breast cancer and chemicals

8 Everyday Chemicals Linked to Breast Cancer, Breastfeeding Problems

A slew of common chemicals have been linked to breast cancer and other problems, and even more are suspected of causing problems.

8 Everyday Chemicals Linked to Breast Cancer, Breastfeeding Problems

Eating organic food can protect you from the pesticides used in chemical farming.

The chemicals we come into contact with every day could affect a woman's ability to breastfeed, concludes a review of research published in the journal Environmental Health Perspectives. The review was compiled by a panel of over 60 toxicologists, epidemiologists, and public health advocates who met back in November 2009 to analyze the existing research on environmental chemicals and breast development and breast cancer. "We know that factors early in life, during puberty, and during pregnancy have a big impact on breast cancer rates," says Ruthann Rudel, lead author of the review and director of research at the nonprofit Silent Spring Institute, which studies how environmental influences can affect breast cancer. "And we know there is a diverse array of chemicals that are doing this."

Read More: The 10 Best Ways to Prevent Cancer

The purpose of the panel's meeting was to review the existing evidence on endocrine disruptors and determine gaps in what's known and isn't known about how they affect the mammary gland, and how they might play a role in breast cancer and a woman's ability to breastfeed. Much of the research uncovered at the workshop centered on what is known about endocrine-disrupting chemicals. The authors identified eight chemicals for which enough research exists to demonstrate that they alter mammary gland development in such a way that can increase both a woman's risk of developing breast cancer and having difficulty breastfeeding, and even lead to enlarged breasts in young boys and men. To put that number in perspective, another nonprofit health advocacy group, The Endocrine Disruption Exchange, recently published a list of 1,373 known endocrine disruptors. In essence, out of more than 1,000 chemicals, only eight have been researched well enough to fully understand their potential health effects. They are:

bisphenol A, an endocrine-disrupting component of plastic and canned food linings

• the pesticide atrazine, which has been banned in most countries but has been detected in drinking-water supplies in the U.S.

• flame retardants called polybrominated diphenyl ethers used in electronics, furniture, and automobiles

• dibutylphthalate, a chemical used in nail polish, paints, and modeling clays to keep them flexible

dioxin, an industrial contaminant associated with PVC plastic production that builds up in the fatty tissue of animals whose meat and dairy products we consume

• methoxychlor, a now-banned pesticide that is still detected in some U.S. homes

• nonylphenol, a chemical added to pesticides that's also used in petroleum-based laundry detergents

• perfluorooctanoic acid (PFOA), which is used in the production of nonstick and stain-resistant finishes.

Exposures to these chemicals, as well as to natural estrogens, such as the soy phytoestrogen genistein, are most problematic at three stages of life: while a fetus is still in the womb, during puberty, and (for women) during pregnancy. It's during those phases that an individual's mammary glands are developing and are therefore most sensitive to endocrine disruptors. And, the researchers concluded, some of these chemicals are more damaging to breast tissue than they are to other tissues in the body, and at much lower doses.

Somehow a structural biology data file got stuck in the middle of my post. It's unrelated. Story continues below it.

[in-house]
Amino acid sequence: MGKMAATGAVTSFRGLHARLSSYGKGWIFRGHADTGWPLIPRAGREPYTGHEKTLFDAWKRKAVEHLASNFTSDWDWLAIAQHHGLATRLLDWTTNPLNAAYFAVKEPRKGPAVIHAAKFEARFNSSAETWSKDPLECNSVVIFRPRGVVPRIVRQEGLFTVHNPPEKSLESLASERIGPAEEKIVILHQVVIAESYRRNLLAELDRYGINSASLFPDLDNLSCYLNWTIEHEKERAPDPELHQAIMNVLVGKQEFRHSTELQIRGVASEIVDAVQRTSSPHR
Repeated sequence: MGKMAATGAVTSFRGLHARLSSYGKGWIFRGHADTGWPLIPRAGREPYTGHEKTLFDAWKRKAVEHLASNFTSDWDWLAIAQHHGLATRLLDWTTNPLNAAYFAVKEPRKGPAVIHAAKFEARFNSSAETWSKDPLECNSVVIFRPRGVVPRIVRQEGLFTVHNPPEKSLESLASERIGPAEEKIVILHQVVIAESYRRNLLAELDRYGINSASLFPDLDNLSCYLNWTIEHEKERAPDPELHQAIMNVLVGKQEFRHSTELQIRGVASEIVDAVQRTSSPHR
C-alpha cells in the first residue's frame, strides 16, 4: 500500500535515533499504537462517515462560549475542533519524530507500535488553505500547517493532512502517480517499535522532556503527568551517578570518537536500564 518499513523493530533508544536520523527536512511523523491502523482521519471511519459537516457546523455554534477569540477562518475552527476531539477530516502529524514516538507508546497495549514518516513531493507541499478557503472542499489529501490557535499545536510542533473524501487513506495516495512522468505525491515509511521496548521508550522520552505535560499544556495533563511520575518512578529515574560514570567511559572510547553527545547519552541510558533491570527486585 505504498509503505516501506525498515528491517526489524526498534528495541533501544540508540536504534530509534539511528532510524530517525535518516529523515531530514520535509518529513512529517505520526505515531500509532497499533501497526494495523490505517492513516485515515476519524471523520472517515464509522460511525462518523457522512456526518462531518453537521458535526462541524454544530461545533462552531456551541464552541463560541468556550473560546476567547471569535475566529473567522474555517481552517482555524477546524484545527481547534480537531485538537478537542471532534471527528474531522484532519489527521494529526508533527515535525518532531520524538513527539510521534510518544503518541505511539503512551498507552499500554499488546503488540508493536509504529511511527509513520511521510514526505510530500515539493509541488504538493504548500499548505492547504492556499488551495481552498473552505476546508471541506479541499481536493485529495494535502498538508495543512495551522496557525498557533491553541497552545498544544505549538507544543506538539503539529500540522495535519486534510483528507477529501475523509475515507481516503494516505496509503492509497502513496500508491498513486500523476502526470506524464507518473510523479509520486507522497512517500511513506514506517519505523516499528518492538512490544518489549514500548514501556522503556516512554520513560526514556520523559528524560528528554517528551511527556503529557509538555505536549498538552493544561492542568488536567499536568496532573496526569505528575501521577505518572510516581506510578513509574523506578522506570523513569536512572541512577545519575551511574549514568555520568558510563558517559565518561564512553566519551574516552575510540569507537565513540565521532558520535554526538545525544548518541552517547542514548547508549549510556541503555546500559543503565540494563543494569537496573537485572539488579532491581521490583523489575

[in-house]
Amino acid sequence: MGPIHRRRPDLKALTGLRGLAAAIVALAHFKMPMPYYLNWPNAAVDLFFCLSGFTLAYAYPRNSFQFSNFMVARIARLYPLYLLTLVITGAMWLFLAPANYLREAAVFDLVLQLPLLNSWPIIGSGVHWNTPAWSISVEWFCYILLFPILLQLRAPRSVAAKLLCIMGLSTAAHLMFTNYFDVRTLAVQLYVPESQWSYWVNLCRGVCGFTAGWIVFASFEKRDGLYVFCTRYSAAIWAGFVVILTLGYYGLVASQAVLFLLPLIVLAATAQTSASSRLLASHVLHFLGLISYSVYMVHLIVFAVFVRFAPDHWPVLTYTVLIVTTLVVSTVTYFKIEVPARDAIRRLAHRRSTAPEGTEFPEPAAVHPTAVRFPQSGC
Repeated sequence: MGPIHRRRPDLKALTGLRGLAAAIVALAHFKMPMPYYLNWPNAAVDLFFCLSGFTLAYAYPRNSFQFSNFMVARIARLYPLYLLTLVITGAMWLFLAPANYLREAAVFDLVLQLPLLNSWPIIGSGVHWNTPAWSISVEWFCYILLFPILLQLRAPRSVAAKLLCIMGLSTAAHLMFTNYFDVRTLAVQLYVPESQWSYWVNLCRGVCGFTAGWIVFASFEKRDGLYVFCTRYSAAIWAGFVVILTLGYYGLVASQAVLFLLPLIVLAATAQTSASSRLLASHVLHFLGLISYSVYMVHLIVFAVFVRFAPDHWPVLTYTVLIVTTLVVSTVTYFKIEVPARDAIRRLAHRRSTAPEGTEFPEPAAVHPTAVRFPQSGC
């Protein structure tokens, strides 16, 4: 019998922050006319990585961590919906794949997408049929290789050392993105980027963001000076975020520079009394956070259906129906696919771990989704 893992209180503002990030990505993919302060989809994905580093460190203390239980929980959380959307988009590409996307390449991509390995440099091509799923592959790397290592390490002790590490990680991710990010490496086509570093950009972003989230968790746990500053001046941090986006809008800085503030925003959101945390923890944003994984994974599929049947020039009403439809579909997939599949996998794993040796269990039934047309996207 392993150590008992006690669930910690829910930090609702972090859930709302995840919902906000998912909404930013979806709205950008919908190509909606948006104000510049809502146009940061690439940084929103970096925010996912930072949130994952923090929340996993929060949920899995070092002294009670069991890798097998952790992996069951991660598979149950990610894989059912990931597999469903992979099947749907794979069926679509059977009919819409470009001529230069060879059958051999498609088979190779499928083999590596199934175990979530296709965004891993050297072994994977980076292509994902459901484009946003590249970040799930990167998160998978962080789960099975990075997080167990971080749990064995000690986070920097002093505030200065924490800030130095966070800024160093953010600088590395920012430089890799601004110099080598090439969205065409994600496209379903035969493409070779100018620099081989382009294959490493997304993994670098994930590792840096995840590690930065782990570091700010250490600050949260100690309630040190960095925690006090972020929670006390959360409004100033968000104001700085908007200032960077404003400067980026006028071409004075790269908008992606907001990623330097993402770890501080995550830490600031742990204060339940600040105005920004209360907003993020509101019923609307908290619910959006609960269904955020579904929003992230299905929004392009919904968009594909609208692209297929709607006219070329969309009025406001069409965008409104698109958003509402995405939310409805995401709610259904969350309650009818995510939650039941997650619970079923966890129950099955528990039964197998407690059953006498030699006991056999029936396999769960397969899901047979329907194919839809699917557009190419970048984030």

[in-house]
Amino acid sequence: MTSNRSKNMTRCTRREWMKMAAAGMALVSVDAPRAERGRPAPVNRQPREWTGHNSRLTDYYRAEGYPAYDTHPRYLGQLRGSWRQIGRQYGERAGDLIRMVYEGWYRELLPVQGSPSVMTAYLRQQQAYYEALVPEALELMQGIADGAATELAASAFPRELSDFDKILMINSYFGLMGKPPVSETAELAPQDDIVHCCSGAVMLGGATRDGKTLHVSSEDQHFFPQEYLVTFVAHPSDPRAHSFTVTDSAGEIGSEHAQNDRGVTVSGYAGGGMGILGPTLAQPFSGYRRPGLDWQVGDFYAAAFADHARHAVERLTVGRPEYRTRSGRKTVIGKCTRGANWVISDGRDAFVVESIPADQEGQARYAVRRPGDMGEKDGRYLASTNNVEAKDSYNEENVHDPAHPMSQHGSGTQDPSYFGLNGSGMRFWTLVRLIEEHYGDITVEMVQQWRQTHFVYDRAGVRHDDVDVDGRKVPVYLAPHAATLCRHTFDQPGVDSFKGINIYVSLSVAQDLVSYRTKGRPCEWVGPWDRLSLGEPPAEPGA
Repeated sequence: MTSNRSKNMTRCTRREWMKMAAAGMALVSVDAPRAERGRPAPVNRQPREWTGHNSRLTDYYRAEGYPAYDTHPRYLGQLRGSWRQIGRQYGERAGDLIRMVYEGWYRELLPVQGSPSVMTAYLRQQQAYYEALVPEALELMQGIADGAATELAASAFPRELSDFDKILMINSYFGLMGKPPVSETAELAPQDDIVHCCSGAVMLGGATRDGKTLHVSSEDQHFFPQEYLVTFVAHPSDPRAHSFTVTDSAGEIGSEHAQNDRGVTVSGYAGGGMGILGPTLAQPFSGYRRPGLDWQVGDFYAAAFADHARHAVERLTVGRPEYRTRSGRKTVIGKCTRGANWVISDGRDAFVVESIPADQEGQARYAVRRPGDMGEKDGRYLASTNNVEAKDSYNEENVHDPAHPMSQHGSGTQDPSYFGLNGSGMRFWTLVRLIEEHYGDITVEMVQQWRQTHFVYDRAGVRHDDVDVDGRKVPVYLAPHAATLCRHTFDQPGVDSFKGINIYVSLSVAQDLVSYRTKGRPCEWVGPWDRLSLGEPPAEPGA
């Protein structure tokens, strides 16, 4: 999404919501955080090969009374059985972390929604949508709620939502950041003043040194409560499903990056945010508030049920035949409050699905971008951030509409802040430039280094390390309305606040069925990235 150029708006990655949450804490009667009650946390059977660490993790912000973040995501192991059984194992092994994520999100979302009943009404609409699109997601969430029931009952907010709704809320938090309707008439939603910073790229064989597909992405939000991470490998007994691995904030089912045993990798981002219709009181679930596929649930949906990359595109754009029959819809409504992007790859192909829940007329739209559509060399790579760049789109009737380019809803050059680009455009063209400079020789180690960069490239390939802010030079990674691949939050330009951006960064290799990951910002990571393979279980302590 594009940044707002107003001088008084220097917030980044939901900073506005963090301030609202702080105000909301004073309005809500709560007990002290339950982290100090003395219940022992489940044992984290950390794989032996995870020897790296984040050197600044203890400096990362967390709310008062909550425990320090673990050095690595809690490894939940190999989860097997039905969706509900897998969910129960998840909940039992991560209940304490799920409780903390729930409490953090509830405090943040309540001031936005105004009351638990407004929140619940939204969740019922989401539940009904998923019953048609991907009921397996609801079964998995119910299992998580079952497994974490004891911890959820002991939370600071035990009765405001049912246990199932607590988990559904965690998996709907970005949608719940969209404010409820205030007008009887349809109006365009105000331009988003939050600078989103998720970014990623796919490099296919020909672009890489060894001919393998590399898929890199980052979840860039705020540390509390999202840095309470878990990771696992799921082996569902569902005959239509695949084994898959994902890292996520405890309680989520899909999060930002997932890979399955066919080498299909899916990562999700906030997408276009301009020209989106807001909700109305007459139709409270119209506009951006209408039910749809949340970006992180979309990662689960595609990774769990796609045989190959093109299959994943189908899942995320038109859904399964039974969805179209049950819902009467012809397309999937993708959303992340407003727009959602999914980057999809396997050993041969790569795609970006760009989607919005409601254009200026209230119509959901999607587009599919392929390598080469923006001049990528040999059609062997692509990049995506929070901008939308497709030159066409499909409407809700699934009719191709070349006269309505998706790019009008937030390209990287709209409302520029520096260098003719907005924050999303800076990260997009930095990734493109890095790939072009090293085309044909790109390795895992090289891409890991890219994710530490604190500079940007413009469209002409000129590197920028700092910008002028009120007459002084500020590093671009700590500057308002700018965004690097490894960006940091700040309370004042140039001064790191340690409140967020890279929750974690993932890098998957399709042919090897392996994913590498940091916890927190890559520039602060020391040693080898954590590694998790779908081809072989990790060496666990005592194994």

The primary goals of this workshop were to suggest reforms in the way chemicals are tested, and to encourage scientists and epidemiologists to pay more attention to the way chemicals affect breast development, Rudel says. "Nothing about the way these chemicals are typically tested allows or facilitates a discussion of whether this chemical affects lactation," she says; usually, the mammary gland gets ignored completely. In a related editorial, also published in Environmental Health Perspectives, the Silent Spring Institute's director, Julia Brody, PhD, writes, "Given the magnitude of potential public health impacts on breastfeeding and breast cancer, it is critical to strengthen testing methods and give more weight to them in policy decisions. Good decisions about pollution limits, pesticide approvals, and chemicals in consumer products and food rely on a full and accurate understanding of risks associated with exposure."

Despite the lack of data available on all the chemicals we're exposed to, women can reduce their breast cancer risk and protect their ability to breastfeed with these five easy tactics:

#1: Eat organic to avoid harmful pesticides such as atrazine.

#2: Go plastic-free and food-can-free to reduce your exposure to bisphenol A, which is found in many plastic products and the lining of most food and beverage cans.

#3: Eliminate nonstick pots and pans from your kitchen and buy clothing and furnishings without water-, stain- and dirt-repellent finishes.

#4: Make your own laundry detergent and other cleaners that are free of nonylphenol.

#5: Go au natural when it comes to cosmetics, or find nail polishes that are free of dibutylphthalate; while you're at it, look for nail polishes free of the "toxic trio": dibutylphthalate and the known carcinogens formaldehyde and toluene.


Published on: June 21, 2011

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